So let's get into these. Let's start with point number one which is avoid co-mingling. It's a term you've probably heard before and it just means keep something that's separate property, always in a separate account with only your name on it. And so if you get an inheritance, let's just say a $100 inheritance, because we can all do math on $100. Let's say you get an inheritance of $100 and you got it a decade ago. Make sure that that inheritance only went to a bank account and stays in a bank account in your name only. And then the other element to that is don't ever move those funds to a joint account because once you move those funds to a joint account and they get mixed up with a bunch of joint assets, it makes it very, very complicated, expensive and challenging to go back in time and try and figure out how much of that asset is marital property and how much of that asset is separate property.
The second point to think about is that you need to keep track of income and dividends, so it's not just enough to keep money in a separate account to keep that property separate. Sometimes, depending upon your state laws, the income from that account or the dividends that come in from the account or other things related to that could become marital property and they don't stay separate.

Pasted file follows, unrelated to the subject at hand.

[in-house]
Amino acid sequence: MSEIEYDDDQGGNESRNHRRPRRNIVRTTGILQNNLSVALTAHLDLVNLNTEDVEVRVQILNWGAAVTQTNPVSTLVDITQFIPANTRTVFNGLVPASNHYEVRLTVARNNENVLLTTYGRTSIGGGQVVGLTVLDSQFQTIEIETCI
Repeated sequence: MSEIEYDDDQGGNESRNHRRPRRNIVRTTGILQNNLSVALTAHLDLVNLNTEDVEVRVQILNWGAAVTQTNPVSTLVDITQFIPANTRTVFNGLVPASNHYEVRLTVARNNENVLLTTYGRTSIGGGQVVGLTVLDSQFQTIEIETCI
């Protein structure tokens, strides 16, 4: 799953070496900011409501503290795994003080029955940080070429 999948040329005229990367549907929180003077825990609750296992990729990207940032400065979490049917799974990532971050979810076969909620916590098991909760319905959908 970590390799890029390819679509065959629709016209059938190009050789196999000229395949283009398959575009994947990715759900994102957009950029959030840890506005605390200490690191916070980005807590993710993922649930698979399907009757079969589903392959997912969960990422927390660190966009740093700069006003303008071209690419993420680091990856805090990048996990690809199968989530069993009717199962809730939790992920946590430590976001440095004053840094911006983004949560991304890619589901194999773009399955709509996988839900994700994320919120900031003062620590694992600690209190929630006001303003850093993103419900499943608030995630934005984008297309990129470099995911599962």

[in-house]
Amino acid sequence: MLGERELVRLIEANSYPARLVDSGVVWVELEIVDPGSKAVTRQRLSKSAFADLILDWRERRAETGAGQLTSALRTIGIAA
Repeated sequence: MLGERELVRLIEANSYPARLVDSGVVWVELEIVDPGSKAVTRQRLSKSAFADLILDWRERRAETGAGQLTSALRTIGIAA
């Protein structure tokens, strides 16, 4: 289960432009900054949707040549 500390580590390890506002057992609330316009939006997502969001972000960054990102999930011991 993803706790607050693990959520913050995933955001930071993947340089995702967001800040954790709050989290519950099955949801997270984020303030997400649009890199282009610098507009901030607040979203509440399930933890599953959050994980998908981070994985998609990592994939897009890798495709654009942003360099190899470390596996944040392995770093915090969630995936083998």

So if you get, let's just say you have an account with $100 in it and every year you get one extra dollar in income on that account. So after 10 years you've got $10 of income. Well, you need to keep track of that income every year and maybe even deposit that income into a separate bank account. It can still keep your name and your name only on it, but when you keep track of it in a separate account, it makes it easier to figure out, "Hey, that portion of the account may ultimately be marital property, therefore let's keep it." And that way it's easy to track it and you don't have to go get a bunch of forensic experts to say, "Oh yeah, here's where all the income came in."
Some of the terminology used for this is an income sweep account, if you go to a bank or something like that, and that means that the income is swept into the various portions of your account. The way to do that, or so if you're on the other side of that issue, even if an account is mostly separate, you need to go back and ask your spouse or get the records to see if any income came in from that account because that income may be marital property for you to discuss and split up.